I think the problem is simply your keeping habits..
If your betta's eyes look cloudy, this is a bacteria infection caused from chronic poor water conditions, and judging from other keeping habits also a weakened immune system.
First off salt cannot be used for more than 10 consecutive days, and only if your fish is actually sick. It also never breaks down or evaporates so if you are using it, it should only be added along with a water change. Using salt for a longer period, when fish is not sick, or continuing to add without changing the water will simply breed resistant infections which will make the salt useless when the fish is actually sick. It can also lead to premature organ failure. If you have been adding salt on a regular basis, it needs to be discontinued now.
For the betta:
The size of the tank is good.
Your water change routine isn't even enough for a fully established tank, which should be 50% weekly with siphon. However cycling takes up to 2 months and there are any number of reasons it may break down later. Anytime you are not doing weekly 100% changes you really need to own a reliable drops kit for ammonia, nitrite and nitrate.
You need to be testing daily with a reliable drops kit for ammonia and nitrite and doing an extra 50% change any time you see either, even as little as .25ppm. In addition to this a weekly 50% with siphon is needed to remove poop and other debris from the gravel. It is not enough to just scoop water off the top ever.
First you will see ammonia, then nitrite. Eventually, hopefully, you will see ammonia fall and stay at 0 even after a week of no water changes, and finally nitrite. At this point you will be left with only nitrates after a full week of no changes and these can be kept <20ppm by twice 50% change with siphon.
However, Most filters designed for these small tanks also have fatal flaws that will not allow the biofilter to establish in them as well. You should never replace all filter media at once. You should only replace one type of filter media within a month, and the best filters have 3 different types of media. However, most of these small only contain one type of media that needs to be replaced monthly due to it containing carbon. Every time you replace all the media at once you wipe out most of your biofiler and basically start your cycle over again. The surface area available to grow this biofilter is also usually completely inadequate to support the load of the fish.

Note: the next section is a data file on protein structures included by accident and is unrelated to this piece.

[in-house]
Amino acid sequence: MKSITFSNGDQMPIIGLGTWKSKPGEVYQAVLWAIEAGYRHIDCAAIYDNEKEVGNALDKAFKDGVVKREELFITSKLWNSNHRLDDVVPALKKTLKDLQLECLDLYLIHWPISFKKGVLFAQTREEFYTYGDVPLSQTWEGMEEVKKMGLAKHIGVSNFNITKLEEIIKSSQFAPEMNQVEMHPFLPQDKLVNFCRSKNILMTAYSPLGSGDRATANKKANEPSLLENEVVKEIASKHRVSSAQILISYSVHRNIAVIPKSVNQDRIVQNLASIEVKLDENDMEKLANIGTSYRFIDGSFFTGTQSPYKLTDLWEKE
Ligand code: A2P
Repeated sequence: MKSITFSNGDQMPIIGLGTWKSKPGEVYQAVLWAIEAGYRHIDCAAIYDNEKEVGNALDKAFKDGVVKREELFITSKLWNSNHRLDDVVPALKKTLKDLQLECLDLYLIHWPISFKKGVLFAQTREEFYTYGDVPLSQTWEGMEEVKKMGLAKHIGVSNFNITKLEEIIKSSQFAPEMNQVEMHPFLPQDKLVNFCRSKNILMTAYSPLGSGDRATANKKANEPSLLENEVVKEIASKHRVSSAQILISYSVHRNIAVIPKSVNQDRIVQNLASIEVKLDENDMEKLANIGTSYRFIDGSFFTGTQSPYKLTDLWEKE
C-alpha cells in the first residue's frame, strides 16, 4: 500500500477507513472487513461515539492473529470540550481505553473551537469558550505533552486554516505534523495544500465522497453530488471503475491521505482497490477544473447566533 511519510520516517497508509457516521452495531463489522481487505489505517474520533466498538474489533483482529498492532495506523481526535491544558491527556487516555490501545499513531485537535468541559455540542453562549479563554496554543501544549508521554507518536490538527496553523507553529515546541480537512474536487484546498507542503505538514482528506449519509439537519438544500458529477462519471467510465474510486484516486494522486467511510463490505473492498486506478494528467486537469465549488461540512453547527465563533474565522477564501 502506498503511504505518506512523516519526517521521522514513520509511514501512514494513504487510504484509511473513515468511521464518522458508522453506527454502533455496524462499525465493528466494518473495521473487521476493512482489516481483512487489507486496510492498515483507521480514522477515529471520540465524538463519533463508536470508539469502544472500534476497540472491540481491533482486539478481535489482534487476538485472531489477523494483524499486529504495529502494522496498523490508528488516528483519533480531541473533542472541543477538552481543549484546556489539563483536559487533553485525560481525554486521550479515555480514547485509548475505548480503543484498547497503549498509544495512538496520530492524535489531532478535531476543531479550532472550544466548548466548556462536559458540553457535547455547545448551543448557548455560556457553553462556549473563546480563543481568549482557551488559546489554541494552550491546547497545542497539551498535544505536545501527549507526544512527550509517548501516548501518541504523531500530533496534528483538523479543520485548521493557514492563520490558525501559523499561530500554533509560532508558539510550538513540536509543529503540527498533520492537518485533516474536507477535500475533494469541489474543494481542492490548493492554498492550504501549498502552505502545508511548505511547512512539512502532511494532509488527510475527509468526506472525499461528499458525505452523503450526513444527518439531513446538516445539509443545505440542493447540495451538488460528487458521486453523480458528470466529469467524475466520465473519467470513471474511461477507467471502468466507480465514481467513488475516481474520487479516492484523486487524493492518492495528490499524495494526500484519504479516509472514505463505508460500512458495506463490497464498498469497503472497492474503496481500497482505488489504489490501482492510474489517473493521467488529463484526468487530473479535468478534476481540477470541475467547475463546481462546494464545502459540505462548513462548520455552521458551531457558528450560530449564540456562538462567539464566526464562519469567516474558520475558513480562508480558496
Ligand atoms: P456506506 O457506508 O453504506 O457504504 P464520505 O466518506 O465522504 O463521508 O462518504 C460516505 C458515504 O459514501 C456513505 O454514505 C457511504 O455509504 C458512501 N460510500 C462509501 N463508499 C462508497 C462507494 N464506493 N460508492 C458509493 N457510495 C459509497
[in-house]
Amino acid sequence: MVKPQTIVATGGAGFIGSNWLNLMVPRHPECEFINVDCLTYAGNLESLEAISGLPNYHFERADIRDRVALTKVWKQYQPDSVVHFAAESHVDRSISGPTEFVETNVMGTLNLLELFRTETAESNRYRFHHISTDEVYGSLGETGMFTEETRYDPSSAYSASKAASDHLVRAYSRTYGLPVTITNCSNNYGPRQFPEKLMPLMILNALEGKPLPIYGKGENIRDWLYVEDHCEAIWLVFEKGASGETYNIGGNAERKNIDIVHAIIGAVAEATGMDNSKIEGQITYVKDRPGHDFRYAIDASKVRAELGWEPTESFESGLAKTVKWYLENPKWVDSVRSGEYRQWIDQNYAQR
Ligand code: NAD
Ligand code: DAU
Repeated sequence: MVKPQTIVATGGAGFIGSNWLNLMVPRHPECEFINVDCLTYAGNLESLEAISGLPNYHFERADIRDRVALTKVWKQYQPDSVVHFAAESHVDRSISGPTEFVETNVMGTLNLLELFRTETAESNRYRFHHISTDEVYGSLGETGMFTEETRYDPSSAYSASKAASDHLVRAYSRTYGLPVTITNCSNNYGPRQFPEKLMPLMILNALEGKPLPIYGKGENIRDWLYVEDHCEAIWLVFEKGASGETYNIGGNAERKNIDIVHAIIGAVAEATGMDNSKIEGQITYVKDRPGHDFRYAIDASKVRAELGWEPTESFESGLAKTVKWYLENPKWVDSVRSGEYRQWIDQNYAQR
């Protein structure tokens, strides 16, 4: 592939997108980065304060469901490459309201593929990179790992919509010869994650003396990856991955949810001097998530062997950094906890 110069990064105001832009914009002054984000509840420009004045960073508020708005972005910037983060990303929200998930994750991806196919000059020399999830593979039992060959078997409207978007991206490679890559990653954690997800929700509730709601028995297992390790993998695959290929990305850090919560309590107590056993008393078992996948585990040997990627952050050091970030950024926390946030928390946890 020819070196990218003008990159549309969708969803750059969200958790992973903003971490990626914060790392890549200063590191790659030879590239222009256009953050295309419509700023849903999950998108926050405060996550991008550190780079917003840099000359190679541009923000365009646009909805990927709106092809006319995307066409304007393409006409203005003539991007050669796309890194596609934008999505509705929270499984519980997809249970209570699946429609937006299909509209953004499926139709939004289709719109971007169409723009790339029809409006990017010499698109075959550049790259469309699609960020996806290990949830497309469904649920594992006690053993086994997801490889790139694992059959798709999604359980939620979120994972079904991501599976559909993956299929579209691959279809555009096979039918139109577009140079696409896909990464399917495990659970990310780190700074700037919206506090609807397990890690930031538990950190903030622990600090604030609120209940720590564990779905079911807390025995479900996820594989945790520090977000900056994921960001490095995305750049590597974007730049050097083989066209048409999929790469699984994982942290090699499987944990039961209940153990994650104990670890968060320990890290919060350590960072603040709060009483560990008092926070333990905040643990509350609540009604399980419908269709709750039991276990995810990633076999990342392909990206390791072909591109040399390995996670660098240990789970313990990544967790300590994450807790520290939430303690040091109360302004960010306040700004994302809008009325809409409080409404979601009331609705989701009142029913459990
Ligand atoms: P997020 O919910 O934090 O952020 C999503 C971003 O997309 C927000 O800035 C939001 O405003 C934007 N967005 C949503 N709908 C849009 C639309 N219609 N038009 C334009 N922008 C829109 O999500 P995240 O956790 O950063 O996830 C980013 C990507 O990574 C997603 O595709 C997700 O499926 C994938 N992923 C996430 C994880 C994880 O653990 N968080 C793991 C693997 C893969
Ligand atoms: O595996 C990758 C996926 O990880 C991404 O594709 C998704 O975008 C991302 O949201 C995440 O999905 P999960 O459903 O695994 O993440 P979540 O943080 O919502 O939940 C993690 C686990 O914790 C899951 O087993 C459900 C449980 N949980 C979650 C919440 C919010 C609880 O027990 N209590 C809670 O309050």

So what filter do you use and how to do you maintain it?
Bettas are tropical fish and must be kept at a temp between 76-82, with 78-80 being ideal. The temp must be stable and not be dipping or jumping around. In a 2 gallon you can get an adjustable 25w or 50w heater. Any new heater should be tested for 24 hours in similar size container with in tank thermometer to make sure it will hold a constant appropriate temp between 78-80F. Then the betta must be acclimated to higher temp either by floating in a cup inside the main already fully heated tank for an hour, or by adjusting the heater to increase the temperature of the tank no more than a degree per hour and 5 degrees per day.
Flakes aren't good nutritional value, and especially with something this small they muck up the water quickly causing excess ammonia. You should look for a good quality pellets whose first two or three ingredients are whole fish, not fish meal or wheat. He should be fed two small meals a day (how many depends on the pellet you pick up) and one fast day a week.
* Answer my questions above
* Discontinue salt if it's been more than 10 days.
* Get a testing kit
* Get a heater/thermometer and slowly acclimate to higher temps
* Get on top of water changes.. 3 50% water changes an hour apart now and then maintain as above
* Adjust feeding habits
* Share photos as your betta may need antibioitcs
All water changes should be done like this to avoid shock and minimize stress
The 50% changes the betta can be kept in the bowl and use a turkey baster to remove half the water and as much of the debris as possible. For the 100% you need to remove him - scoop him out with a plastic solo type cup and set aside while you thoroughly rinse the bowl and gravel to remove the debris. Then he should be acclimated to the new water by floating for an hour while you slowly add a couple tablespoons of new water to the cup every 10 minutes. When you release him, try to let as little of the old cup water back into the tank as possible. All water changes should use same temp water, matched to running tap using the in tank thermometer and the water needs to be premixed with conditioner before adding it to the betta tank. If you don't already have anything, you can use gallon water jugs from the grocery store - rinsed thoroughly in hot water but no chems.